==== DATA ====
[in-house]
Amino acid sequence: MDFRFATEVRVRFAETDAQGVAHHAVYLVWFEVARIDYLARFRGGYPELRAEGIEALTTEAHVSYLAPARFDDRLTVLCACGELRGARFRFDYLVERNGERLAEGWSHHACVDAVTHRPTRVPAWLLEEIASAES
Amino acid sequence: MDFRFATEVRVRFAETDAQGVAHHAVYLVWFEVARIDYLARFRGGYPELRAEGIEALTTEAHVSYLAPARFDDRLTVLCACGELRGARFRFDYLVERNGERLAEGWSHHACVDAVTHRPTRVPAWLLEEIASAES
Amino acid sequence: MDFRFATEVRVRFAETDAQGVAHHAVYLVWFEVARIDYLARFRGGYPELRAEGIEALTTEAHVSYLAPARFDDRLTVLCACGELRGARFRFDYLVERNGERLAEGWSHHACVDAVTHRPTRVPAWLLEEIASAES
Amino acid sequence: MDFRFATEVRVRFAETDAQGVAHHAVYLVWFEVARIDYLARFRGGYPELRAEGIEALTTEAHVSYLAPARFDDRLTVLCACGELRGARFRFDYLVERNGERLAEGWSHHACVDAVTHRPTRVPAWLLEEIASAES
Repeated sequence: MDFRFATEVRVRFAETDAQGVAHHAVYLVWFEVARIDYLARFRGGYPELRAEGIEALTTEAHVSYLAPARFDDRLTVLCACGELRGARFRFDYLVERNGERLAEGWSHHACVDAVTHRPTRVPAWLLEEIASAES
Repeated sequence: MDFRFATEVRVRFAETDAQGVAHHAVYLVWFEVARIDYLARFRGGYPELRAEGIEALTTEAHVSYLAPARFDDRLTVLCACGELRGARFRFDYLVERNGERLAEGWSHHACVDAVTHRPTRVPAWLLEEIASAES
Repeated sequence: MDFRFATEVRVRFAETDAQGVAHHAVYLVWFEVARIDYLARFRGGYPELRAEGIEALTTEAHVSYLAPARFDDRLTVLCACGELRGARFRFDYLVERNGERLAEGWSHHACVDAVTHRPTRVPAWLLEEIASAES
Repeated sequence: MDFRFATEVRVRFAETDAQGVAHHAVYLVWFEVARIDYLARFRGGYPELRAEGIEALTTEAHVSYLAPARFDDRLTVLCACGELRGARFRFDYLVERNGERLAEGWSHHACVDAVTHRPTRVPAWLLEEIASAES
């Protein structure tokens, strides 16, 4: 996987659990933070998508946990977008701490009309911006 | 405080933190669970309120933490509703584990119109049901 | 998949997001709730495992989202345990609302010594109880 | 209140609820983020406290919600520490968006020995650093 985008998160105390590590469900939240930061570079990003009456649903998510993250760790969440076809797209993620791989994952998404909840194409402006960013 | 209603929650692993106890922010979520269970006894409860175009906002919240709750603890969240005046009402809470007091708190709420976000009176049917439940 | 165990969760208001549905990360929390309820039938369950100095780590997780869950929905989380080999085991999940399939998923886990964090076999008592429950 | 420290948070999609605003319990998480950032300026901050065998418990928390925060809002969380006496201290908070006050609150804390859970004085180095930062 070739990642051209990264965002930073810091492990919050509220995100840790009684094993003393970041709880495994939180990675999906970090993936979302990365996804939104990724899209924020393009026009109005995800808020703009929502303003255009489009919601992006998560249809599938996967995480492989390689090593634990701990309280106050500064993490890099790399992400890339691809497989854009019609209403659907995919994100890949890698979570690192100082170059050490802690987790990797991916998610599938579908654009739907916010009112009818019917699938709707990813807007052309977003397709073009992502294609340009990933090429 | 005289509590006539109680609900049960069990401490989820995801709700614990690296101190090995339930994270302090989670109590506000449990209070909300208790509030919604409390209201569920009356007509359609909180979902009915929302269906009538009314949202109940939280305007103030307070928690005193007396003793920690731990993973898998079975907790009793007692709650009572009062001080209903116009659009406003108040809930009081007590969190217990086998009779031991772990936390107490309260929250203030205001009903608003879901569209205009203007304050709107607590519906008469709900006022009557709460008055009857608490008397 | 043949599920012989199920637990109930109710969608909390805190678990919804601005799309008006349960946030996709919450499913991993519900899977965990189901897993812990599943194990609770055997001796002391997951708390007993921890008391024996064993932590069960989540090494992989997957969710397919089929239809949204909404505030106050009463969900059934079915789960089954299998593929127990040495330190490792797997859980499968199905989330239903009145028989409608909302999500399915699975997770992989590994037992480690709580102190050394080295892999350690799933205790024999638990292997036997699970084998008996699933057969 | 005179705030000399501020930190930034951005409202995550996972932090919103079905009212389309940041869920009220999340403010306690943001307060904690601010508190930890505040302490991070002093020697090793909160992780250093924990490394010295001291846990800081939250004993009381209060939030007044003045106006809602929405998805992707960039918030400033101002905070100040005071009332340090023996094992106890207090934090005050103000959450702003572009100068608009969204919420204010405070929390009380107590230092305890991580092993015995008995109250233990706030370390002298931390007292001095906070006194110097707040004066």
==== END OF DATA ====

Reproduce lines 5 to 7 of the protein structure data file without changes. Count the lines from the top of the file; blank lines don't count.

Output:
Amino acid sequence: MDFRFATEVRVRFAETDAQGVAHHAVYLVWFEVARIDYLARFRGGYPELRAEGIEALTTEAHVSYLAPARFDDRLTVLCACGELRGARFRFDYLVERNGERLAEGWSHHACVDAVTHRPTRVPAWLLEEIASAES
Repeated sequence: MDFRFATEVRVRFAETDAQGVAHHAVYLVWFEVARIDYLARFRGGYPELRAEGIEALTTEAHVSYLAPARFDDRLTVLCACGELRGARFRFDYLVERNGERLAEGWSHHACVDAVTHRPTRVPAWLLEEIASAES
Repeated sequence: MDFRFATEVRVRFAETDAQGVAHHAVYLVWFEVARIDYLARFRGGYPELRAEGIEALTTEAHVSYLAPARFDDRLTVLCACGELRGARFRFDYLVERNGERLAEGWSHHACVDAVTHRPTRVPAWLLEEIASAES